Concern that new post-inspection letters to pupils are betraying identities of staff, reports Michael Shaw
Critical letters from inspectors to children about standards in their schools are inadvertently identifying individual teachers, headteachers have warned.
The letters in pupil-friendly language have had a mixed response since they were introduced last September by Ofsted. The education watchdog says that three-quarters of headteachers believe they are helpful but some heads have complained that they shatter staff morale and encourage pupils to criticise their schools.
Jack Cornall, head of St Mary's Bluecoat school in Bridgnorth, Shropshire said two newly-qualified teachers at a school in his area had been indirectly identified in a recent critical Ofsted letter, leading one to leave the profession.
"Why should an inspection team be allowed to give ammunition to pupils so they can taunt teachers?" Mr Cornall asked. "In come the 15-year-olds saying 'Hey sir! You're no good - it says so'
"I am amazed that we as headteachers are allowing this."
Tim Roberts, head of Chirbury primary in Montgomery, Shropshire said a young primary teacher he knew had nearly quit teaching for similar reasons.
Her small school was praised for its outstanding work and the inspectors' only criticism was that pupils did not make quite such impressive progress in Year 3 and 4.
The comments, which clearly identified the young teacher, were repeated three times. "After the news was broken to her she had to be driven home by a teacher, while another was on standby to help her pick up the pieces," he said.
"How can we have a situation where someone gets kicked in the teeth, simply because she had very experienced colleagues and was herself - at worst - satisfactory?"
The letters angered delegates at the National Association of Head Teachers'
conference in Harrogate this week.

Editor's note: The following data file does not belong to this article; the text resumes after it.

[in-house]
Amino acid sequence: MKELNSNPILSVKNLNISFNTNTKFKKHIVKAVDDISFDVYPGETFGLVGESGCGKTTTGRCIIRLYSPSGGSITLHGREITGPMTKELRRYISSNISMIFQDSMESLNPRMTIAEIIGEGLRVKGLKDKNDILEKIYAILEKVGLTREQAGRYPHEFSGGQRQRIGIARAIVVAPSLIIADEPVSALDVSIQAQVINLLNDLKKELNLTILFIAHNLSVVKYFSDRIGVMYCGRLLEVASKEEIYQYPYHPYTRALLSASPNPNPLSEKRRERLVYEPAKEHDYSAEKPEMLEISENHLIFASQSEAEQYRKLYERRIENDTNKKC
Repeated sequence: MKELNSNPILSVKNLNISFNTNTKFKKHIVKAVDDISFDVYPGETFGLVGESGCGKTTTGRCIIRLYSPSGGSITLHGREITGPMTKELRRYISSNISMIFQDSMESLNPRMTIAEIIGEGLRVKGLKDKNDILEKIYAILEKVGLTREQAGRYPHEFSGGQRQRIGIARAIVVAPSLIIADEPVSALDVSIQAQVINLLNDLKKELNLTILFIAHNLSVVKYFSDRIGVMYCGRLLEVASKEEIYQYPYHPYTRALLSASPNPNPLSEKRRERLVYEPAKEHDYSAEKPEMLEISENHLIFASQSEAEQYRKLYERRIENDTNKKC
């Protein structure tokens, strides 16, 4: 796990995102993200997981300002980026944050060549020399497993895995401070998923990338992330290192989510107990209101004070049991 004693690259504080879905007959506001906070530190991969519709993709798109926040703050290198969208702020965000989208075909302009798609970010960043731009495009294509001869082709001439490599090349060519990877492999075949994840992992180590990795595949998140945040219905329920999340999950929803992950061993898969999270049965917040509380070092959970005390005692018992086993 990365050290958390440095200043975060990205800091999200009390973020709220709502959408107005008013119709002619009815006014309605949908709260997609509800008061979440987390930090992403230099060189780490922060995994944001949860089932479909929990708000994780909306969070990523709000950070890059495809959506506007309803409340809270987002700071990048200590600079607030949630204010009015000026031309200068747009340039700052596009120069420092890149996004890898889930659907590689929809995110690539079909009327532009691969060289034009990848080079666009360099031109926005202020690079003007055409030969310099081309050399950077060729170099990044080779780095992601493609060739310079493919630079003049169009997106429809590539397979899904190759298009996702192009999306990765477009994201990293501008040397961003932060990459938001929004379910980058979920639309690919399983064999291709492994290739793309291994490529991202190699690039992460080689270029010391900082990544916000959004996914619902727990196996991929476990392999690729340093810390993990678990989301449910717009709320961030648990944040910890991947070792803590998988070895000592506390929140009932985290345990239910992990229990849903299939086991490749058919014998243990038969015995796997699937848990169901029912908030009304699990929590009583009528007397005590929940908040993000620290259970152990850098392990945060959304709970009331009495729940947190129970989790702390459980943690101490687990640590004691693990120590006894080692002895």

Liz Paver, head of Intake primary in Doncaster, said that they were "the one thing I would actually strike about".
Monica Galt, head of King's Road primary in Old Trafford, said she would refuse to pass on the inspectors' letters to pupils when her school is inspected shortly.
"What are the children supposed to do?" she asked. "Give the teachers a hard time? Tell them their school is rubbish?"
Ofsted said it was a legal requirement for schools to send parents copies of their inspection reports, which included the letter to children.
As part of an evaluation study, senior inspectors have asked to be able to speak to pupils on the telephone for 20 minutes out of earshot of to gauge the effectiveness of the letters.
Ofsted said that it would modify the study in the light of the concerns and would be investigating other complaints about the letters.
WHAT THE LETTERS SAID
Extracts from inspectors' letters to pupils Secondary in Shropshire:
"Too many lessons are not of good enough standard. In these lessons, teachers do not make the subject interesting or challenging enough for you.
Some pupils then start to behave badly and this disrupts the lesson making it even harder for the rest of you to learn."
Primary in Shropshire:
"We have asked the head to make sure that you learn more in Years 3 and 4, and to teach you more about the way people live in other parts of Britain."
Secondary in Dorset:
"There is too much messing around in lessons and this spoils opportunities to learn and should be tackled."